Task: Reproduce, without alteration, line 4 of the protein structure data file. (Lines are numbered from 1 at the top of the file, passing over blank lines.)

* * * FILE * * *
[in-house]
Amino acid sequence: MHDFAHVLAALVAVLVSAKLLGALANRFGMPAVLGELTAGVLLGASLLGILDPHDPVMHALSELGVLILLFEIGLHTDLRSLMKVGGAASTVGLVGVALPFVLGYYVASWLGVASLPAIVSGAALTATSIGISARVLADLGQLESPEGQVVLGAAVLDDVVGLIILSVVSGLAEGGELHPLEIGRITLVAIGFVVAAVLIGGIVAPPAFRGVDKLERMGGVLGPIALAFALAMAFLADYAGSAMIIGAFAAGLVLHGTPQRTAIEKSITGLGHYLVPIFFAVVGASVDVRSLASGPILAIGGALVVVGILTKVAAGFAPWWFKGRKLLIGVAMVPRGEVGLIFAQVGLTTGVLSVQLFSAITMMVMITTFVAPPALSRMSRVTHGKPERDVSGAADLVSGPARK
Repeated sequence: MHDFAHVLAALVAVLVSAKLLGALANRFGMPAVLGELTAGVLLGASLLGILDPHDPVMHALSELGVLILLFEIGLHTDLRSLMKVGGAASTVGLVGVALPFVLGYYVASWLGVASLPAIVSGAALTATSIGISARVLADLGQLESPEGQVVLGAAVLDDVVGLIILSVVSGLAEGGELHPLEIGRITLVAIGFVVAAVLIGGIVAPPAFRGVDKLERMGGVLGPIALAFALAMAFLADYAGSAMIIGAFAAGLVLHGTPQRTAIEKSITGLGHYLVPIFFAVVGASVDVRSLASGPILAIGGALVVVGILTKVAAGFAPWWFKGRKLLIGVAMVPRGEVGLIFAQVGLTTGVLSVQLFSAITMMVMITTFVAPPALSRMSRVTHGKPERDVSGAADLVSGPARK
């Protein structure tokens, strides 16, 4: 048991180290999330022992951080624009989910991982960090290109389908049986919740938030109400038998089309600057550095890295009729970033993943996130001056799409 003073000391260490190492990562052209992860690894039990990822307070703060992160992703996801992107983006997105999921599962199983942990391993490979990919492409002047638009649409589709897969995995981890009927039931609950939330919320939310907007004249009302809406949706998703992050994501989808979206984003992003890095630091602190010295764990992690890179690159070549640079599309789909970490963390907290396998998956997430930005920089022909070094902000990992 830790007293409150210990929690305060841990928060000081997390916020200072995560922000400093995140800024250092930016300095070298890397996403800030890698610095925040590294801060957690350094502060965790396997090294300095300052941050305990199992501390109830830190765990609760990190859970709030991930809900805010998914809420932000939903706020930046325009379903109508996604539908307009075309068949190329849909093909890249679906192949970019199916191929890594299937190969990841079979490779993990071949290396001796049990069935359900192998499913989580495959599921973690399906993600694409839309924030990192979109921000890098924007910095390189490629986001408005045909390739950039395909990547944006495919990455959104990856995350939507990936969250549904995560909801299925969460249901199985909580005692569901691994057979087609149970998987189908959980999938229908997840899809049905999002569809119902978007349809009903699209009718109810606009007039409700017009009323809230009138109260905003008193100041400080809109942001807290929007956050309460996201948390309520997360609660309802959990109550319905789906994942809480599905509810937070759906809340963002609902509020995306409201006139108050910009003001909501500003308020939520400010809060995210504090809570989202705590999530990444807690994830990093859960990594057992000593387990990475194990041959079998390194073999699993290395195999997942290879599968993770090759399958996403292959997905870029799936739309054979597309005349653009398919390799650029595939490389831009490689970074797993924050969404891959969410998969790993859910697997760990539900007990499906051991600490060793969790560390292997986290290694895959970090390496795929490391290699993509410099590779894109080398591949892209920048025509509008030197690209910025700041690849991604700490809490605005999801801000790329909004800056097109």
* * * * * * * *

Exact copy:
């Protein structure tokens, strides 16, 4: 048991180290999330022992951080624009989910991982960090290109389908049986919740938030109400038998089309600057550095890295009729970033993943996130001056799409 003073000391260490190492990562052209992860690894039990990822307070703060992160992703996801992107983006997105999921599962199983942990391993490979990919492409002047638009649409589709897969995995981890009927039931609950939330919320939310907007004249009302809406949706998703992050994501989808979206984003992003890095630091602190010295764990992690890179690159070549640079599309789909970490963390907290396998998956997430930005920089022909070094902000990992 830790007293409150210990929690305060841990928060000081997390916020200072995560922000400093995140800024250092930016300095070298890397996403800030890698610095925040590294801060957690350094502060965790396997090294300095300052941050305990199992501390109830830190765990609760990190859970709030991930809900805010998914809420932000939903706020930046325009379903109508996604539908307009075309068949190329849909093909890249679906192949970019199916191929890594299937190969990841079979490779993990071949290396001796049990069935359900192998499913989580495959599921973690399906993600694409839309924030990192979109921000890098924007910095390189490629986001408005045909390739950039395909990547944006495919990455959104990856995350939507990936969250549904995560909801299925969460249901199985909580005692569901691994057979087609149970998987189908959980999938229908997840899809049905999002569809119902978007349809009903699209009718109810606009007039409700017009009323809230009138109260905003008193100041400080809109942001807290929007956050309460996201948390309520997360609660309802959990109550319905789906994942809480599905509810937070759906809340963002609902509020995306409201006139108050910009003001909501500003308020939520400010809060995210504090809570989202705590999530990444807690994830990093859960990594057992000593387990990475194990041959079998390194073999699993290395195999997942290879599968993770090759399958996403292959997905870029799936739309054979597309005349653009398919390799650029595939490389831009490689970074797993924050969404891959969410998969790993859910697997760990539900007990499906051991600490060793969790560390292997986290290694895959970090390496795929490391290699993509410099590779894109080398591949892209920048025509509008030197690209910025700041690849991604700490809490605005999801801000790329909004800056097109």